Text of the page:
Foreign Policy and the New International Division of Labor in the Late-1980s: the African Dimension

  • Timothy M. Shaw
Part of the International Political Economy Series book series (IPES)


Foreign policy in Africa as both practice and analysis has changed dramatically in the 1980s with important implications for comparative praxis. The confident, consensual decade of the 1960s, when personality and ideology were assumed to be primary, yielded to a conflictual stand-off in the 1970s between diplomacy and dependency, followed by a novel agenda in the 1980s: debt, devaluation, privatization and ecology. These moods of analysts and modes of analysis reflect the mixed fortunes of the continent as the postwar Bretton Woods order yielded to a New International Division of Labor in which Africa was marginal and vulnerable in economic and strategic terms, respectively. They may be contrasted in terms of intensity and implication with moods and modes elsewhere in the so-called Third World (Korany, 1986).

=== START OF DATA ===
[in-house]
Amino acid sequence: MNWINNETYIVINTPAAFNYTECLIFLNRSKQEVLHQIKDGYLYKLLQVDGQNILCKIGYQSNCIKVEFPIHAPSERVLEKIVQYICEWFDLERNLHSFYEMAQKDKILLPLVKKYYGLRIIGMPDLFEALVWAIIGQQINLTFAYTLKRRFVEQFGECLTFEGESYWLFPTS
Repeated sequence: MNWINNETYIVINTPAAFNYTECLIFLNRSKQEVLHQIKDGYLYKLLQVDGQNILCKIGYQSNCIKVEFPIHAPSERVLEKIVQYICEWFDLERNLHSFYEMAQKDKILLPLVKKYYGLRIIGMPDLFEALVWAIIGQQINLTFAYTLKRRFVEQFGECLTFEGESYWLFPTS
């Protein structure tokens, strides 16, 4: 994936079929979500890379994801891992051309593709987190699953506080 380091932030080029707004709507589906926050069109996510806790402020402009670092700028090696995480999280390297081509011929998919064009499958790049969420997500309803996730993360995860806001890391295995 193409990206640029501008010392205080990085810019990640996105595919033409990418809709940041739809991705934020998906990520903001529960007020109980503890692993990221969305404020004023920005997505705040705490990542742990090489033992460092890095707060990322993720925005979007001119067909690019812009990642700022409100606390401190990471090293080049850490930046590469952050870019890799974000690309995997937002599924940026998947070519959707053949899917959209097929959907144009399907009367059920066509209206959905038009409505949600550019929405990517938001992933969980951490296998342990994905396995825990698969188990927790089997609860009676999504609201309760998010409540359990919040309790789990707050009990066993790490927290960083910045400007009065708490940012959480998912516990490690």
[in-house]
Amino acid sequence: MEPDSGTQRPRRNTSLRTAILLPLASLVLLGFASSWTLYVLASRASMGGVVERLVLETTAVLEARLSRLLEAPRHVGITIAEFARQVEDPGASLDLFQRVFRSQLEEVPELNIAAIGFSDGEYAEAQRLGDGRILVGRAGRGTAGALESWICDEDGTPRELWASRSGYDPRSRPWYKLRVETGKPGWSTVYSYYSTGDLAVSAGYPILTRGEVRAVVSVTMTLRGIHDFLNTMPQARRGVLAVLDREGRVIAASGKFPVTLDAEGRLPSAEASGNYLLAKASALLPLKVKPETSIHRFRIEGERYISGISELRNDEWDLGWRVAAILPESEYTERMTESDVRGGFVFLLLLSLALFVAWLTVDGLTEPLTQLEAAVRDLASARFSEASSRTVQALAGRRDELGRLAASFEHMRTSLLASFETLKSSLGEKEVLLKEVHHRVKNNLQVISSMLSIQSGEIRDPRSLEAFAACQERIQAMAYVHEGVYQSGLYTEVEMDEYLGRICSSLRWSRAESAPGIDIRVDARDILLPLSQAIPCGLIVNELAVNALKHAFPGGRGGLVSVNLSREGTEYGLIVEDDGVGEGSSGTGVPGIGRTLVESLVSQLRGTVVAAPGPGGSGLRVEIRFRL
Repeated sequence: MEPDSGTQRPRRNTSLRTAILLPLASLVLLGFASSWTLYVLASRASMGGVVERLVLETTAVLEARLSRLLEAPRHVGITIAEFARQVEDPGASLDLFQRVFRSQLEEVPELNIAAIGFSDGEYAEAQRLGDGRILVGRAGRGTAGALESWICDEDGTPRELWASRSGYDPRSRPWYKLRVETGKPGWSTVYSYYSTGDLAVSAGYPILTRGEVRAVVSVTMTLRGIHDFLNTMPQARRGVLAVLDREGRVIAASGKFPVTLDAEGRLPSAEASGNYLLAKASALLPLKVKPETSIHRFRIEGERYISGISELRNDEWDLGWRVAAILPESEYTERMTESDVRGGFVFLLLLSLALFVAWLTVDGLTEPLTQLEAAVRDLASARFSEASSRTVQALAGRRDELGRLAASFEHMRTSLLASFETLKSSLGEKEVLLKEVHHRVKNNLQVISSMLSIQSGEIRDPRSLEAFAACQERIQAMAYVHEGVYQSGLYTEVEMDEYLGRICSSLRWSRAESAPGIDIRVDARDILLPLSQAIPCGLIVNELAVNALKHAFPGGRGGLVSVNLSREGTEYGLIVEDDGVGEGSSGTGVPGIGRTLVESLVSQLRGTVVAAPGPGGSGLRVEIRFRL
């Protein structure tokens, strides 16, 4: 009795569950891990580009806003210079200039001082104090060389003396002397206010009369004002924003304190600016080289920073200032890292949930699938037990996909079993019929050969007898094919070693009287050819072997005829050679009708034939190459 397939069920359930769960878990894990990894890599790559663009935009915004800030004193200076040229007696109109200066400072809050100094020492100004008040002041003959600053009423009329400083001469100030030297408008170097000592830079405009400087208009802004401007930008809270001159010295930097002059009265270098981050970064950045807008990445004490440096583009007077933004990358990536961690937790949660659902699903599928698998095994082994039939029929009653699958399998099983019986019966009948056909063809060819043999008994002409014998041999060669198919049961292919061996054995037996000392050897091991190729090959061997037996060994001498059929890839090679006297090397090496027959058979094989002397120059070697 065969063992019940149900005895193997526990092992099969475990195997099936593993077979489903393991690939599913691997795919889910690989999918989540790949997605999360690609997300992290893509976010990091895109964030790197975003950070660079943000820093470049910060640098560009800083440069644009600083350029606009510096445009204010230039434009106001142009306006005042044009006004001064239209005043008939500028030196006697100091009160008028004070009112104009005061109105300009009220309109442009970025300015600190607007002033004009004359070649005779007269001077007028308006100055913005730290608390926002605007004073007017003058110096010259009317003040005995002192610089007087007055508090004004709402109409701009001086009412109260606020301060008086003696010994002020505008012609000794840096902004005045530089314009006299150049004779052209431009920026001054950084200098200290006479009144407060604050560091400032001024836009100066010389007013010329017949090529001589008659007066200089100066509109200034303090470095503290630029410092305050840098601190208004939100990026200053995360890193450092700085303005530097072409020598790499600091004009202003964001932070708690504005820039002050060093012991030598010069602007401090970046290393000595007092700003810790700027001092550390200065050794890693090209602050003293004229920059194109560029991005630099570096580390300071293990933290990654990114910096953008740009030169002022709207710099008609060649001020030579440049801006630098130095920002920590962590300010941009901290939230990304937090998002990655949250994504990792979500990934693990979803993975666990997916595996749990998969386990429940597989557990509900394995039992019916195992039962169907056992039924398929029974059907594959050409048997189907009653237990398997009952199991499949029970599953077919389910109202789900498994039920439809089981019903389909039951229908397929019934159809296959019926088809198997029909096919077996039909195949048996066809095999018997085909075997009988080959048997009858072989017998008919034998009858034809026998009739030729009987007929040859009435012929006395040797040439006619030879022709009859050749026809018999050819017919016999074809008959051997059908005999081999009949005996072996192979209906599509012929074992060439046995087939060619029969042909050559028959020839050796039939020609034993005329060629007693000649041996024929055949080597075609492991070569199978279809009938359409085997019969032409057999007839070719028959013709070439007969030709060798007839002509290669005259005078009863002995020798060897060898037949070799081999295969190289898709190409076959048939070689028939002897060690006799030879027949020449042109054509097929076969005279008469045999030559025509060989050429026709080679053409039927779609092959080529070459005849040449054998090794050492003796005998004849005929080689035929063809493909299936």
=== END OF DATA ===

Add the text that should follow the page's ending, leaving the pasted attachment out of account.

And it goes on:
Political Economy Foreign Policy Informal Sector African State International Division 
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Copyright information

© David Wurfel and Bruce Burton 1990

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  • Timothy M. Shaw

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